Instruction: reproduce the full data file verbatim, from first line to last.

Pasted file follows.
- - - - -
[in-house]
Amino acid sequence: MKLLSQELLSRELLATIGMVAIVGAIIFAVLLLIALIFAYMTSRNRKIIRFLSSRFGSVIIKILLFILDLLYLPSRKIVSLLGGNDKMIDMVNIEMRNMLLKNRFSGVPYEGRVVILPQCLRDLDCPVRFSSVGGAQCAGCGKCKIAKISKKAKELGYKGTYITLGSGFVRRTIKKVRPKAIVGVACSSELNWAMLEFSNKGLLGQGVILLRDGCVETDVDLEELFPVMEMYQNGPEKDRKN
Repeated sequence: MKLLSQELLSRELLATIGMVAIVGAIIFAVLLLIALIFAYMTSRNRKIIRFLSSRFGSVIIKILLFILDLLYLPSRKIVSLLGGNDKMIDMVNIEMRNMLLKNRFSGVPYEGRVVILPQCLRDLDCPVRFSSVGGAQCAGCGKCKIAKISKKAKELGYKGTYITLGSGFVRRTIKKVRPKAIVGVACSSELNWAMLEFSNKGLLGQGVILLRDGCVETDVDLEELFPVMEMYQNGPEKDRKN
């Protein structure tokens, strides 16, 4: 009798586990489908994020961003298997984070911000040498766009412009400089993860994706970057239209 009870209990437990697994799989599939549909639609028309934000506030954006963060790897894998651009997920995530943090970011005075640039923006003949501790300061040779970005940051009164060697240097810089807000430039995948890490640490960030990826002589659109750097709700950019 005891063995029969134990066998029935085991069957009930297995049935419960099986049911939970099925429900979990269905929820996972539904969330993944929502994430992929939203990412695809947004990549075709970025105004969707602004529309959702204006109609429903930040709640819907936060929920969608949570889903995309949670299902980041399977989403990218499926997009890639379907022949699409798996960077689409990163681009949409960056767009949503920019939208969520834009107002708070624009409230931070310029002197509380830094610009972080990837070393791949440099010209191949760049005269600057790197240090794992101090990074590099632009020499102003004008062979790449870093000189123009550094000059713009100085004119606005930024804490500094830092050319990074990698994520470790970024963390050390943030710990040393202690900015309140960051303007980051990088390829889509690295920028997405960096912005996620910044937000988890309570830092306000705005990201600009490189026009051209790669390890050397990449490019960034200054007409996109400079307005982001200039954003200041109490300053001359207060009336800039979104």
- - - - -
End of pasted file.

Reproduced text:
[in-house]
Amino acid sequence: MKLLSQELLSRELLATIGMVAIVGAIIFAVLLLIALIFAYMTSRNRKIIRFLSSRFGSVIIKILLFILDLLYLPSRKIVSLLGGNDKMIDMVNIEMRNMLLKNRFSGVPYEGRVVILPQCLRDLDCPVRFSSVGGAQCAGCGKCKIAKISKKAKELGYKGTYITLGSGFVRRTIKKVRPKAIVGVACSSELNWAMLEFSNKGLLGQGVILLRDGCVETDVDLEELFPVMEMYQNGPEKDRKN
Repeated sequence: MKLLSQELLSRELLATIGMVAIVGAIIFAVLLLIALIFAYMTSRNRKIIRFLSSRFGSVIIKILLFILDLLYLPSRKIVSLLGGNDKMIDMVNIEMRNMLLKNRFSGVPYEGRVVILPQCLRDLDCPVRFSSVGGAQCAGCGKCKIAKISKKAKELGYKGTYITLGSGFVRRTIKKVRPKAIVGVACSSELNWAMLEFSNKGLLGQGVILLRDGCVETDVDLEELFPVMEMYQNGPEKDRKN
């Protein structure tokens, strides 16, 4: 009798586990489908994020961003298997984070911000040498766009412009400089993860994706970057239209 009870209990437990697994799989599939549909639609028309934000506030954006963060790897894998651009997920995530943090970011005075640039923006003949501790300061040779970005940051009164060697240097810089807000430039995948890490640490960030990826002589659109750097709700950019 005891063995029969134990066998029935085991069957009930297995049935419960099986049911939970099925429900979990269905929820996972539904969330993944929502994430992929939203990412695809947004990549075709970025105004969707602004529309959702204006109609429903930040709640819907936060929920969608949570889903995309949670299902980041399977989403990218499926997009890639379907022949699409798996960077689409990163681009949409960056767009949503920019939208969520834009107002708070624009409230931070310029002197509380830094610009972080990837070393791949440099010209191949760049005269600057790197240090794992101090990074590099632009020499102003004008062979790449870093000189123009550094000059713009100085004119606005930024804490500094830092050319990074990698994520470790970024963390050390943030710990040393202690900015309140960051303007980051990088390829889509690295920028997405960096912005996620910044937000988890309570830092306000705005990201600009490189026009051209790669390890050397990449490019960034200054007409996109400079307005982001200039954003200041109490300053001359207060009336800039979104």